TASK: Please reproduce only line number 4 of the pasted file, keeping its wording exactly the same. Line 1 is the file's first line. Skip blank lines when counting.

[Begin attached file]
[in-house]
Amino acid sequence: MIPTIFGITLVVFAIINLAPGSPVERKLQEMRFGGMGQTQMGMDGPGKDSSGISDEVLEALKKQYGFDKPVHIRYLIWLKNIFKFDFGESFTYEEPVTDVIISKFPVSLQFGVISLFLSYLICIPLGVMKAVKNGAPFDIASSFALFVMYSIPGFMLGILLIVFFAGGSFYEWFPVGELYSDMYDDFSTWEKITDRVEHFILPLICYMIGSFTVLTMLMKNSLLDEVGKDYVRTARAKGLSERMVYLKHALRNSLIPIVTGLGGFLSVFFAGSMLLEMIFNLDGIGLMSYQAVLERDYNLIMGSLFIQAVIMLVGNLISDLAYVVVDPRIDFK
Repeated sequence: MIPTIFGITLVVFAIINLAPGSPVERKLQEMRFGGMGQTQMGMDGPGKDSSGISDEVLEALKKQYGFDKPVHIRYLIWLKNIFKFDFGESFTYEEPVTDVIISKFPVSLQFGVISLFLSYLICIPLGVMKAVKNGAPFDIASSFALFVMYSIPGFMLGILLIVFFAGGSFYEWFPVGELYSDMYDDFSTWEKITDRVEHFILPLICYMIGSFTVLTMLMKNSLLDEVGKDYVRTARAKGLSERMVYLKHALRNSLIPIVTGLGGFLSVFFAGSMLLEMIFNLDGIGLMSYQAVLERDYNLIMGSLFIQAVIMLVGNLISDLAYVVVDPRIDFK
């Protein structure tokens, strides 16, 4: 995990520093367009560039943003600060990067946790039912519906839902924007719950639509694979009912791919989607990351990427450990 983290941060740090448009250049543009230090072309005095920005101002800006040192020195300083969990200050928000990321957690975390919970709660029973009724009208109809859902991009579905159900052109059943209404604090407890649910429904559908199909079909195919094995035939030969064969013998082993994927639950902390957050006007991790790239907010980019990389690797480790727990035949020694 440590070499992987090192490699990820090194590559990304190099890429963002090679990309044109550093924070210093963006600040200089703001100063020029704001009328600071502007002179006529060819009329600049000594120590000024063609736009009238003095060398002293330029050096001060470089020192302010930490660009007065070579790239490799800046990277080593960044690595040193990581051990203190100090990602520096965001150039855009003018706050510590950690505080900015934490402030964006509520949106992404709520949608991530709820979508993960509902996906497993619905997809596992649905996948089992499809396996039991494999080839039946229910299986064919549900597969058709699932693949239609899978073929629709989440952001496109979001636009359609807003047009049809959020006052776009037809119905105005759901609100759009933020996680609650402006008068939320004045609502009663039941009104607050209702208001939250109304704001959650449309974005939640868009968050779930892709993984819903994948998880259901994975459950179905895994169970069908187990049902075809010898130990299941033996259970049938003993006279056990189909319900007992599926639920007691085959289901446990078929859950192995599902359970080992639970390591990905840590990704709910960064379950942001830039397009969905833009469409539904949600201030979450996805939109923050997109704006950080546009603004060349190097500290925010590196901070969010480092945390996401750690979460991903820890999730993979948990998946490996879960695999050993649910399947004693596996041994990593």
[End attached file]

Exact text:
């Protein structure tokens, strides 16, 4: 995990520093367009560039943003600060990067946790039912519906839902924007719950639509694979009912791919989607990351990427450990 983290941060740090448009250049543009230090072309005095920005101002800006040192020195300083969990200050928000990321957690975390919970709660029973009724009208109809859902991009579905159900052109059943209404604090407890649910429904559908199909079909195919094995035939030969064969013998082993994927639950902390957050006007991790790239907010980019990389690797480790727990035949020694 440590070499992987090192490699990820090194590559990304190099890429963002090679990309044109550093924070210093963006600040200089703001100063020029704001009328600071502007002179006529060819009329600049000594120590000024063609736009009238003095060398002293330029050096001060470089020192302010930490660009007065070579790239490799800046990277080593960044690595040193990581051990203190100090990602520096965001150039855009003018706050510590950690505080900015934490402030964006509520949106992404709520949608991530709820979508993960509902996906497993619905997809596992649905996948089992499809396996039991494999080839039946229910299986064919549900597969058709699932693949239609899978073929629709989440952001496109979001636009359609807003047009049809959020006052776009037809119905105005759901609100759009933020996680609650402006008068939320004045609502009663039941009104607050209702208001939250109304704001959650449309974005939640868009968050779930892709993984819903994948998880259901994975459950179905895994169970069908187990049902075809010898130990299941033996259970049938003993006279056990189909319900007992599926639920007691085959289901446990078929859950192995599902359970080992639970390591990905840590990704709910960064379950942001830039397009969905833009469409539904949600201030979450996805939109923050997109704006950080546009603004060349190097500290925010590196901070969010480092945390996401750690979460991903820890999730993979948990998946490996879960695999050993649910399947004693596996041994990593």